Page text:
icon bookmark-bicon bookmarkicon cameraicon checkicon chevron downicon chevron lefticon chevron righticon chevron upicon closeicon v-compressicon downloadicon editicon v-expandicon fbicon fileicon filtericon flag ruicon full chevron downicon full chevron lefticon full chevron righticon full chevron upicon gpicon insicon mailicon moveicon-musicicon mutedicon nomutedicon okicon v-pauseicon v-playicon searchicon shareicon sign inicon sign upicon stepbackicon stepforicon swipe downicon tagicon tagsicon tgicon trashicon twicon vkicon yticon wticon fm
23 Aug, 2016 15:41

Playing the bagpipes could kill you, scientists warn

Playing the bagpipes could kill you, scientists warn

Scientists say playing the bagpipes could be deadly after a man died from “bagpipe lung” caused by regularly breathing in mold and fungus trapped in the instrument.

Doctors in Manchester identified the condition following the recent death of a 61-year-old man, who died from chronic inflammatory lung condition hypersensitivity pneumonitis.

The condition, which meant the unnamed man experienced breathlessness and eventually could not walk more than 20 yards, caused irreversible scarring to his lungs.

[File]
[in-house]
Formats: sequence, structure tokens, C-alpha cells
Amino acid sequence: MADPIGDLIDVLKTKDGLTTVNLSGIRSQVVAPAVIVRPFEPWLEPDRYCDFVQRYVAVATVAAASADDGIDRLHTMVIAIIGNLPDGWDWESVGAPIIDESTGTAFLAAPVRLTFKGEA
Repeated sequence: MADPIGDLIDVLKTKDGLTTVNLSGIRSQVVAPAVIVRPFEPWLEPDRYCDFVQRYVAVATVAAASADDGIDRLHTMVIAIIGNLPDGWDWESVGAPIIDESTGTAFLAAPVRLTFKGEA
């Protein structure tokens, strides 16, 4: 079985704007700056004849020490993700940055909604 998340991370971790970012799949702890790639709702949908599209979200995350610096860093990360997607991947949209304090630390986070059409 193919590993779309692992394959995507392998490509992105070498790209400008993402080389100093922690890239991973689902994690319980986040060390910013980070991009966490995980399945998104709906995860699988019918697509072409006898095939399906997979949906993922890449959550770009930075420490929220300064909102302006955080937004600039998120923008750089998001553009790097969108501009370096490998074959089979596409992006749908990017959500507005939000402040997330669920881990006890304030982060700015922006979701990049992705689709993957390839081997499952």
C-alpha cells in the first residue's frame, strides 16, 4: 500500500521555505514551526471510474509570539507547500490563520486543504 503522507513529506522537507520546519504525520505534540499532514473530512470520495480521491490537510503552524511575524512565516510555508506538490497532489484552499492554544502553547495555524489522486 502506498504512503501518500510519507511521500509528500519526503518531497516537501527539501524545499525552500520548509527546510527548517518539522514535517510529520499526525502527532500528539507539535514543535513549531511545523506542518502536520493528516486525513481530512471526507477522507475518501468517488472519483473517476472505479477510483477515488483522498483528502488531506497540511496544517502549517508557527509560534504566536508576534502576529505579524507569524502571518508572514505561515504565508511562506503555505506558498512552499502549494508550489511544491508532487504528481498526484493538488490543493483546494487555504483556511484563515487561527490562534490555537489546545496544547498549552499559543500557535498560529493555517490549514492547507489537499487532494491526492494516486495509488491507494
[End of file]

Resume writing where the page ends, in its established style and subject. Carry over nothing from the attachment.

When the man was first diagnosed in 2009, doctors could not work out the cause of his condition because his house contained no mold and he had never smoked.

But when he went to Australia for three months without his bagpipes and his condition improved, doctors tested his instrument.

Samples were taken from several areas, including the bag, the neck and the chanter reed protector, and were found to contain six types of mold and fungi.

Despite treatment, the man died and a post-mortem examination revealed extensive lung damage and lung tissue scarring.

Writing in the medical journal Thorax, experts warn instruments should be cleaned regularly to reduce the chances of developing the condition.

“This is the first case report identifying fungal exposure, from a bagpipe player, as a potential trigger for the development of hypersensitivity pneumonitis,” said Dr Jenny King of Wythenshawe Hospital in Manchester.

“Many of the isolated fungi in this case have previously been implicated in the development of hypersensitivity pneumonitis,” she told the Telegraph.

“The moist environment of bagpipes promotes yeast and mold contamination, thereby making the chronic inhalation of offending antigens a likely trigger.

“The clinical history of daily bagpipe playing, coupled with marked symptomatic improvement when this exposure was removed, and the identification of multiple potential precipitating antigens isolated from the bagpipes, make this the likely cause.”